Odd, but effective: Negotiate doctor visit prices

| December 13, 2012

I wrote an article about dental health on the road last month, and I’ve had several people tell me they’ve used the information – especially keeping the little dental picks handy – to their benefit. I can’t tell you how happy it makes me to pass tips along about staying healthier on the road. Trucking is a brutal profession on the body. Even small changes in habit can make a big impact on your overall health and every little bit helps. Staying healthy is expensive enough, but getting well from an illness can cripple a budget.

Regular check-ups are not only required by law in the form of a medical card every two years, they’re also extremely important and often overlooked. Most healthy people don’t think about going to the doctor much, and frankly, not a lot of us can afford to run off and have a bunch of tests and examinations unless we’re sick and it’s keeping us from work.

Medical insurance is the first thing companies go after when cutting costs, and independent professionals are paying for their own insurance. A thorough physical examination, including basic labs, will cost $350 for a man and $500 for a woman on average. If your insurance company doesn’t cover a yearly physical, or your deductible is high, this is an out-of-pocket cost most families can’t afford in today’s economy.

Here’s a tip: Try negotiating the cost. Insurance companies do it, there’s no reason you shouldn’t be able to. If your doctor’s office charges $90 for a visit, the insurance company is probably reimbursing them between $55 and $65.

If it’s Medicaid of Medicare, they’re being paid roughly half of what they charge. The claim has to be filed by someone who is being compensated hourly, and the office sometimes waits up to three months to actually see their money. Even if they charge a $25 co-pay, they’re still only seeing a portion of the $90 actually charged.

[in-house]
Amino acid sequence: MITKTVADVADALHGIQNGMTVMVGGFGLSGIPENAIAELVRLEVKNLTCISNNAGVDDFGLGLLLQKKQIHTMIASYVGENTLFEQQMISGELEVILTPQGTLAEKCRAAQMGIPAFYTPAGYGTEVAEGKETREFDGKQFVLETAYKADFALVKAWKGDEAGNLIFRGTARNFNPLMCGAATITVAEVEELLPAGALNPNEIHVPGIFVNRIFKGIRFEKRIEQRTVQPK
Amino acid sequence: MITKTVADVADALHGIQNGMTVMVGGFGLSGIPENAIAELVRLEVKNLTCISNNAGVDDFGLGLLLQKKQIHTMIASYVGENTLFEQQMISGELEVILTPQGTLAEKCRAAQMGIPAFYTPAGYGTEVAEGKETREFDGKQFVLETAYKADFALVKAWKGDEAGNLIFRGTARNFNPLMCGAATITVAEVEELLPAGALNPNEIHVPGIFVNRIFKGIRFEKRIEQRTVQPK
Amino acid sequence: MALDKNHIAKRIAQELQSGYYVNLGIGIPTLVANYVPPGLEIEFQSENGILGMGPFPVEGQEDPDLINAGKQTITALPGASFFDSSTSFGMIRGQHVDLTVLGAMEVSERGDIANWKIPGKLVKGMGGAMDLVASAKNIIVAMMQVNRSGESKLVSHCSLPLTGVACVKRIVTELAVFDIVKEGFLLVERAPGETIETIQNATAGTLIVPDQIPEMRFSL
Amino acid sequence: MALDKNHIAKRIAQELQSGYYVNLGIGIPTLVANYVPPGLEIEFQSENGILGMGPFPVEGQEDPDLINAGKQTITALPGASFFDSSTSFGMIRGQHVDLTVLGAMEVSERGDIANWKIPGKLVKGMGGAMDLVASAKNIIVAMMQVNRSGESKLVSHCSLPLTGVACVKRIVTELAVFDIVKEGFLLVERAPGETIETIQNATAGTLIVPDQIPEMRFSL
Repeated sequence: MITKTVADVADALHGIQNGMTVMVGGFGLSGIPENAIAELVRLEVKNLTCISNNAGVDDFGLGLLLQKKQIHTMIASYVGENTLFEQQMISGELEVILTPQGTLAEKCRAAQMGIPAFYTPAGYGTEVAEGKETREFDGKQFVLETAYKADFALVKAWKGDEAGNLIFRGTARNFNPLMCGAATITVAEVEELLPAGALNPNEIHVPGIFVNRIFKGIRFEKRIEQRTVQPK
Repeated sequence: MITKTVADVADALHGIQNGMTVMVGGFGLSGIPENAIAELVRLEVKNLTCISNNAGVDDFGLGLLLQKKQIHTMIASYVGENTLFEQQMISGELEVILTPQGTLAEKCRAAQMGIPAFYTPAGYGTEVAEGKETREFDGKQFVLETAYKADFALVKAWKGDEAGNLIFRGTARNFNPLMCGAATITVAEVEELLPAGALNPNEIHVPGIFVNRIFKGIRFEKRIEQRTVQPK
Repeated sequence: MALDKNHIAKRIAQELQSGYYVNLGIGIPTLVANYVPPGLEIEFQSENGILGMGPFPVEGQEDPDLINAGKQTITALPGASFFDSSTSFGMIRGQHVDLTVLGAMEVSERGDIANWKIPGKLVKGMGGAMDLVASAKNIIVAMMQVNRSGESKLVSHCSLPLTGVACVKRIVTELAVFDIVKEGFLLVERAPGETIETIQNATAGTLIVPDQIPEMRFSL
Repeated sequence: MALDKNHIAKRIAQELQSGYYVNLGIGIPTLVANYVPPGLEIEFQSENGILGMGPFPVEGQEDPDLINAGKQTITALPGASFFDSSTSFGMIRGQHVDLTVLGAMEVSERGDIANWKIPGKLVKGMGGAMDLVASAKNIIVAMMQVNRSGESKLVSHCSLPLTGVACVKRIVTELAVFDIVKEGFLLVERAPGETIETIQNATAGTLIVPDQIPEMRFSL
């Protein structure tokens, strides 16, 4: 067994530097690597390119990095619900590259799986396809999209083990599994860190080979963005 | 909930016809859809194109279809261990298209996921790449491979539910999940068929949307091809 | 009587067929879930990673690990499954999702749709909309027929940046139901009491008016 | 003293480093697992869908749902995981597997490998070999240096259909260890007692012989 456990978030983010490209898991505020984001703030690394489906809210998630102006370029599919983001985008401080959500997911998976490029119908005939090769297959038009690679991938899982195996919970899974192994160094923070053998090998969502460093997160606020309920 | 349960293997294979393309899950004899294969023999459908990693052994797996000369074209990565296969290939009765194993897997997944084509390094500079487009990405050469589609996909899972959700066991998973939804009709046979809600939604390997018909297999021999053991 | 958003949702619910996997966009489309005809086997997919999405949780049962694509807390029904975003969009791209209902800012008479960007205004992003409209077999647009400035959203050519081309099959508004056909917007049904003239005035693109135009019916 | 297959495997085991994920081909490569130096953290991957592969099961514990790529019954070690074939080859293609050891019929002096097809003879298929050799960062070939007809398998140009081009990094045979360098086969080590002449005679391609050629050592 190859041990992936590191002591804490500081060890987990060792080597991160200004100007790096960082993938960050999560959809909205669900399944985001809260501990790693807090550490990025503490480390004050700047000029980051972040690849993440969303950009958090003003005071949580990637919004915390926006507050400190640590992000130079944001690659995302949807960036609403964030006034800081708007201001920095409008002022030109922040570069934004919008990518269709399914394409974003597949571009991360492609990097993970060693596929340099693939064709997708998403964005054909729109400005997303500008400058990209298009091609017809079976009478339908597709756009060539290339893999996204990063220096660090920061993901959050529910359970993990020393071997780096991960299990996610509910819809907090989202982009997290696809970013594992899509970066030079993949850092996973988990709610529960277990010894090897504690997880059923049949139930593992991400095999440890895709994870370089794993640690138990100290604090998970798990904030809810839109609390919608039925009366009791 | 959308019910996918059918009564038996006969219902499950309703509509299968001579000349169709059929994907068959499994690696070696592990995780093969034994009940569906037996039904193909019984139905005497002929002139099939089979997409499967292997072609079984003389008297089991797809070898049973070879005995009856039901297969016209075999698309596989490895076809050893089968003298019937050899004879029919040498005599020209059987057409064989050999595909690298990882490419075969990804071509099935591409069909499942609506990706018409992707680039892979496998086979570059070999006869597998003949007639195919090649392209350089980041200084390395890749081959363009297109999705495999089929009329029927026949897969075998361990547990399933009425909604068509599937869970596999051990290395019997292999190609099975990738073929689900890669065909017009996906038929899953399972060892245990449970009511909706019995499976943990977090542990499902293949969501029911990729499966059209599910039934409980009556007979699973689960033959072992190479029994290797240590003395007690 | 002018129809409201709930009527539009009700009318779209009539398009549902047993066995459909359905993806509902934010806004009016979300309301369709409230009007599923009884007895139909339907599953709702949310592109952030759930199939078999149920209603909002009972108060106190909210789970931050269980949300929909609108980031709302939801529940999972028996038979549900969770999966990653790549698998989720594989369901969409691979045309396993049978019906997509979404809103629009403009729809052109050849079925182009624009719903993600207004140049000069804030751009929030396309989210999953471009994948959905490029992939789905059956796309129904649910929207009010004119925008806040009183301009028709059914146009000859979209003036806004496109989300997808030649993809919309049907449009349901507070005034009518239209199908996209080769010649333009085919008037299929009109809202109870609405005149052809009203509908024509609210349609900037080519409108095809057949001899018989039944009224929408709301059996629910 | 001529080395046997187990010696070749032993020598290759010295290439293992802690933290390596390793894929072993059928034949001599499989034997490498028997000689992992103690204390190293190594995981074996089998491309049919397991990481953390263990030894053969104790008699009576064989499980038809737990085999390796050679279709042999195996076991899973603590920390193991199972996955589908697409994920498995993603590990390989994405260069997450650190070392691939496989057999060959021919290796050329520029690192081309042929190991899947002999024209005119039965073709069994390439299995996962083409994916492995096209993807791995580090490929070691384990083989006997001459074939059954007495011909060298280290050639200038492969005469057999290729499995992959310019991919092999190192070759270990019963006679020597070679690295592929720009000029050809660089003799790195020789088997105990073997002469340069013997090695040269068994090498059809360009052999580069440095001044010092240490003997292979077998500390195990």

If you don’t have insurance, or are paying a cash price because of a huge deductible, ask to speak with the office manager or billing office and see if they’ll negotiate to the price an insurance company pays. You’d be surprised at how many facilities and offices will wheel and deal. They recognize that it’s much easier money, and everyone is happy in the end. Hence, repeat business and referrals.

Prevention is always the best medicine. Although it may seem too expensive to have that yearly exam, in the end it’s too expensive not to. A yearly dental exam with a cleaning and x-rays averages between $200-300. An emergency extraction costs somewhere around $700.

Dentists have a little more leeway when it comes to negotiating costs, there are a lot of independent dentists with small practices. The conglomerate corporate medical monster hasn’t consumed them, because their malpractice insurance is relatively low compared to medical doctors and they have more choices when it comes to billing options.

Keep in mind that ultimately, you are the customer. They are providing a service, and just like any other service contract, it should be fair and benefit both parties. A lot of people are intimidated by doctors, and they shouldn’t be. Most offices are as concerned about repeat business as they are patient care, they need you as much as you need them.

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